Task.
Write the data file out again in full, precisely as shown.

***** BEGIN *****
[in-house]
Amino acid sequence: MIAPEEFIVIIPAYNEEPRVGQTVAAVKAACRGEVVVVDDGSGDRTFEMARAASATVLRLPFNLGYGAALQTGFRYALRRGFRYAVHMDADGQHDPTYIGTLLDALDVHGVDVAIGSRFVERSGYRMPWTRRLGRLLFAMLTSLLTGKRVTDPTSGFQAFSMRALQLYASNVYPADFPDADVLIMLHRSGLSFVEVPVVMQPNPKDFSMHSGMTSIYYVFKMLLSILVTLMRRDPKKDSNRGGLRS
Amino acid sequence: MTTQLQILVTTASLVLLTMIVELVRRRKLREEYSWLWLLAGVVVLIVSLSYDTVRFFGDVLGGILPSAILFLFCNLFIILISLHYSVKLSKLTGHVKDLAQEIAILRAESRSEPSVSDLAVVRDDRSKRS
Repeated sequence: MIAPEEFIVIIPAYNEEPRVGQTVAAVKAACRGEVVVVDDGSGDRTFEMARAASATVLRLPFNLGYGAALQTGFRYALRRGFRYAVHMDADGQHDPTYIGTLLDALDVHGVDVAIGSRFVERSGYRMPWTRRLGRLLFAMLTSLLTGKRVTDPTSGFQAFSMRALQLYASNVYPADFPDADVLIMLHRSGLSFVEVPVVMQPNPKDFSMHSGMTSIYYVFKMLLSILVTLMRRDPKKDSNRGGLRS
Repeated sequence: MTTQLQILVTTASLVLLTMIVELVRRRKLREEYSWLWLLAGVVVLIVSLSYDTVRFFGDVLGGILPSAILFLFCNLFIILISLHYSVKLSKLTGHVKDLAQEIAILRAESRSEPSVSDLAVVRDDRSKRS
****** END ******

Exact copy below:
[in-house]
Amino acid sequence: MIAPEEFIVIIPAYNEEPRVGQTVAAVKAACRGEVVVVDDGSGDRTFEMARAASATVLRLPFNLGYGAALQTGFRYALRRGFRYAVHMDADGQHDPTYIGTLLDALDVHGVDVAIGSRFVERSGYRMPWTRRLGRLLFAMLTSLLTGKRVTDPTSGFQAFSMRALQLYASNVYPADFPDADVLIMLHRSGLSFVEVPVVMQPNPKDFSMHSGMTSIYYVFKMLLSILVTLMRRDPKKDSNRGGLRS
Amino acid sequence: MTTQLQILVTTASLVLLTMIVELVRRRKLREEYSWLWLLAGVVVLIVSLSYDTVRFFGDVLGGILPSAILFLFCNLFIILISLHYSVKLSKLTGHVKDLAQEIAILRAESRSEPSVSDLAVVRDDRSKRS
Repeated sequence: MIAPEEFIVIIPAYNEEPRVGQTVAAVKAACRGEVVVVDDGSGDRTFEMARAASATVLRLPFNLGYGAALQTGFRYALRRGFRYAVHMDADGQHDPTYIGTLLDALDVHGVDVAIGSRFVERSGYRMPWTRRLGRLLFAMLTSLLTGKRVTDPTSGFQAFSMRALQLYASNVYPADFPDADVLIMLHRSGLSFVEVPVVMQPNPKDFSMHSGMTSIYYVFKMLLSILVTLMRRDPKKDSNRGGLRS
Repeated sequence: MTTQLQILVTTASLVLLTMIVELVRRRKLREEYSWLWLLAGVVVLIVSLSYDTVRFFGDVLGGILPSAILFLFCNLFIILISLHYSVKLSKLTGHVKDLAQEIAILRAESRSEPSVSDLAVVRDDRSKRS